I hardly now have the texting proficiency of a teenage girl raving about One Direction, but I have found the untold benefits of pinging a message over to friends and family to make them smile, or even just to show them I’m alive and well.
I don’t want to preach to you why you should spend your life texting, since I don’t think you should.
But I do want to preach about the kinds of texts I’ve found to have enriched my relationships with friends and family and made me feel like a warmer, more socially engaged person.
Here are some of the texts that have changed my life in the past few months:
- Making my mum smile by sending her a picture of something that reminded me of her. In fact, sending my mum anything that lets her know i’m thinking of her and looking forward to catching up (usually followed up by a phone call).
- Sending my brothers messages about movies I’ve recently seen that I know they’d love.
- Forwarding a friend a link to an article or website that I think will be of interest for their work, make them laugh, or relate to one of their hobbies.
- Sending a personal, thoughtful birthday message to a friend telling them why they’re special to me.
- Restarting old friendships by checking in on people from school/university. e.g. Maybe I’ll see they’ve been abroad recently on Facebook and text them saying: “Tell me about Brazil! Where did you stay? What are the best things I should see when I go next year?” – something as simple as that has put me back in touch with so many people.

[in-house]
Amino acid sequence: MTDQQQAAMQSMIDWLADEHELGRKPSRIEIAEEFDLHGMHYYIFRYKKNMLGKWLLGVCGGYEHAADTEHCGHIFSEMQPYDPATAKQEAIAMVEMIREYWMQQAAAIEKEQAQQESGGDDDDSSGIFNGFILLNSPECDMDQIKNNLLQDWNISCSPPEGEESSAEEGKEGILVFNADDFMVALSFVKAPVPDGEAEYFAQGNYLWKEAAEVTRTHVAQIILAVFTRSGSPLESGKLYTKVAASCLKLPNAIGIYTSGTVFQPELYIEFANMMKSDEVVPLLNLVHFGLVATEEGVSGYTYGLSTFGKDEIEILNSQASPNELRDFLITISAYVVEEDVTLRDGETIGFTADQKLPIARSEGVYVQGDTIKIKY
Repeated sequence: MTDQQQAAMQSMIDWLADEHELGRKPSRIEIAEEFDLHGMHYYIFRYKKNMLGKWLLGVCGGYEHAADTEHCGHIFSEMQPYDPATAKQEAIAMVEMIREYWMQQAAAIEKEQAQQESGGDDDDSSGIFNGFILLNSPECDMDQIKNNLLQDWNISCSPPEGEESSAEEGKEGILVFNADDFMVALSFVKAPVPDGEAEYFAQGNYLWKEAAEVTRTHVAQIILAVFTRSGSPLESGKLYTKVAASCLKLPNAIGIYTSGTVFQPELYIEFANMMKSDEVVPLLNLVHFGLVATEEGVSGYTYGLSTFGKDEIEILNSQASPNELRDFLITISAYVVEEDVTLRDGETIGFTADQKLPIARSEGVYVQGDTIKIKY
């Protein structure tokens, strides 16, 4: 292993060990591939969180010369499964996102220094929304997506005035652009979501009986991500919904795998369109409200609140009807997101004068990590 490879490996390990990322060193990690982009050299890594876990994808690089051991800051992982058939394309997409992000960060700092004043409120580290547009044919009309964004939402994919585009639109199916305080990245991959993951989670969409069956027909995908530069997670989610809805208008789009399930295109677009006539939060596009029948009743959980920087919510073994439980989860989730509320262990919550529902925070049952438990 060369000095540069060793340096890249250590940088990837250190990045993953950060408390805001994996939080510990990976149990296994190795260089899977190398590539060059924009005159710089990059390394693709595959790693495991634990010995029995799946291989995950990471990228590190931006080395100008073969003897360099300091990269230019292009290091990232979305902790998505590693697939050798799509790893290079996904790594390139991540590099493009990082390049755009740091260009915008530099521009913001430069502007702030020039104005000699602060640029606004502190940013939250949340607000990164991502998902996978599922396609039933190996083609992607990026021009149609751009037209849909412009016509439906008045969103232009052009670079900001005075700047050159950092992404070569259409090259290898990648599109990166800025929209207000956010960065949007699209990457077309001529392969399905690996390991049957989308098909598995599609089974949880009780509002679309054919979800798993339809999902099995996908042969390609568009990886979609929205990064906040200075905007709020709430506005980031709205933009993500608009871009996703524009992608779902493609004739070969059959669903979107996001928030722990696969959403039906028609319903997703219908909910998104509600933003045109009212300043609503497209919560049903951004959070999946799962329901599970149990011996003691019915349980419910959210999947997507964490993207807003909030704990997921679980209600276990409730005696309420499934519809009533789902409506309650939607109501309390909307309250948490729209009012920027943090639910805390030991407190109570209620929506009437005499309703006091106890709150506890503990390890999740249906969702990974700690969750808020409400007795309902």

- Sending a flirty message to that ‘special friend’/partner you had a fun night with recently ;)
- Congratulating a friend on their job promotion after seeing it on Facebook.
- Asking a close friend out of the blue: “what books/movies have you seen lately that you’d recommend?” – Once I start the conversation at this level, it cuts out all the boring “what you been up to?” chat and goes straight to a subject that gets us both excited.
- Asking a friend for advice or a recommendation – People love sharing their expertise, so why not let them? If they’ve been to a good restaurant or know somewhere cool I want to visit, I’ll just ask for advice on places to stay and what to see.
- Sending a ‘nostalgia text’ to remind a friend about a fun memory we shared together (optional extra: add a photo or YouTube video that encapsulates the memory).
- Telling someone I miss them, for no reason whatsoever (other than I miss them).
Now, if all that doesn’t inspire you to send a text to someone today, I have something else to share that might give you the necessary kick to spread some inbox love.
I was inspired to write this post after a new song was put on Matt’s desk at his iHeart radio show recently.
Whatever your thoughts on Christmas songs being released in November, somehow this unbearably cute single worked subliminal holiday magic into my brain and encouraged me to fire-off texts all morning, as though each swoosh from my iPhone’s “Sent” tone was the sound of me posting a handcrafted gift-wrapped christmas treat delivered by Santa himself into my loved ones’ inboxes.
If you’re offended by Christmas coming too early, maybe save this one until December 1st!
* * * * * * * * * * * *